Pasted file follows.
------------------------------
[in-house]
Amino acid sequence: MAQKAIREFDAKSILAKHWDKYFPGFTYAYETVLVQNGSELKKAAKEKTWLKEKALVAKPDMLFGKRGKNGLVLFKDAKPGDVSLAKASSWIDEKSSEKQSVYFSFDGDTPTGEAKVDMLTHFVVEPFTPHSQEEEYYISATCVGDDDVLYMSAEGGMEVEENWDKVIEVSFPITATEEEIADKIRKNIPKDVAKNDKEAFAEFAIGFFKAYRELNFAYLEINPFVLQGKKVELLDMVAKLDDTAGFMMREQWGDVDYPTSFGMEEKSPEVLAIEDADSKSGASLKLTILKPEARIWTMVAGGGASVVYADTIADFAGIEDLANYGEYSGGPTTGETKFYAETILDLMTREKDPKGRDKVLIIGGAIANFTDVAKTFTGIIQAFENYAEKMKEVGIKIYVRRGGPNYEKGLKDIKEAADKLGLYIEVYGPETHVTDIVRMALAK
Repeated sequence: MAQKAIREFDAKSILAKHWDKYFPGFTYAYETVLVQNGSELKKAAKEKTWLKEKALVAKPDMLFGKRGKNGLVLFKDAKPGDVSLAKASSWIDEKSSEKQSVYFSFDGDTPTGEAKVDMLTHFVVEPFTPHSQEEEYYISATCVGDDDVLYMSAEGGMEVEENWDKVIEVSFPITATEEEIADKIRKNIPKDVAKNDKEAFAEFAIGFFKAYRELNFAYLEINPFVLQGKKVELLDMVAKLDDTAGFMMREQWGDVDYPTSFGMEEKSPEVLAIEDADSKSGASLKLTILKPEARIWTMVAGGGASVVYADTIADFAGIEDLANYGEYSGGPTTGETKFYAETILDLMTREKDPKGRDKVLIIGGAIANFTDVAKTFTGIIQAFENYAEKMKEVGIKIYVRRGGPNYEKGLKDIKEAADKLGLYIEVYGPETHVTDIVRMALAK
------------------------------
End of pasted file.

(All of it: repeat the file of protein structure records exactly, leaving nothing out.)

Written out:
[in-house]
Amino acid sequence: MAQKAIREFDAKSILAKHWDKYFPGFTYAYETVLVQNGSELKKAAKEKTWLKEKALVAKPDMLFGKRGKNGLVLFKDAKPGDVSLAKASSWIDEKSSEKQSVYFSFDGDTPTGEAKVDMLTHFVVEPFTPHSQEEEYYISATCVGDDDVLYMSAEGGMEVEENWDKVIEVSFPITATEEEIADKIRKNIPKDVAKNDKEAFAEFAIGFFKAYRELNFAYLEINPFVLQGKKVELLDMVAKLDDTAGFMMREQWGDVDYPTSFGMEEKSPEVLAIEDADSKSGASLKLTILKPEARIWTMVAGGGASVVYADTIADFAGIEDLANYGEYSGGPTTGETKFYAETILDLMTREKDPKGRDKVLIIGGAIANFTDVAKTFTGIIQAFENYAEKMKEVGIKIYVRRGGPNYEKGLKDIKEAADKLGLYIEVYGPETHVTDIVRMALAK
Repeated sequence: MAQKAIREFDAKSILAKHWDKYFPGFTYAYETVLVQNGSELKKAAKEKTWLKEKALVAKPDMLFGKRGKNGLVLFKDAKPGDVSLAKASSWIDEKSSEKQSVYFSFDGDTPTGEAKVDMLTHFVVEPFTPHSQEEEYYISATCVGDDDVLYMSAEGGMEVEENWDKVIEVSFPITATEEEIADKIRKNIPKDVAKNDKEAFAEFAIGFFKAYRELNFAYLEINPFVLQGKKVELLDMVAKLDDTAGFMMREQWGDVDYPTSFGMEEKSPEVLAIEDADSKSGASLKLTILKPEARIWTMVAGGGASVVYADTIADFAGIEDLANYGEYSGGPTTGETKFYAETILDLMTREKDPKGRDKVLIIGGAIANFTDVAKTFTGIIQAFENYAEKMKEVGIKIYVRRGGPNYEKGLKDIKEAADKLGLYIEVYGPETHVTDIVRMALAK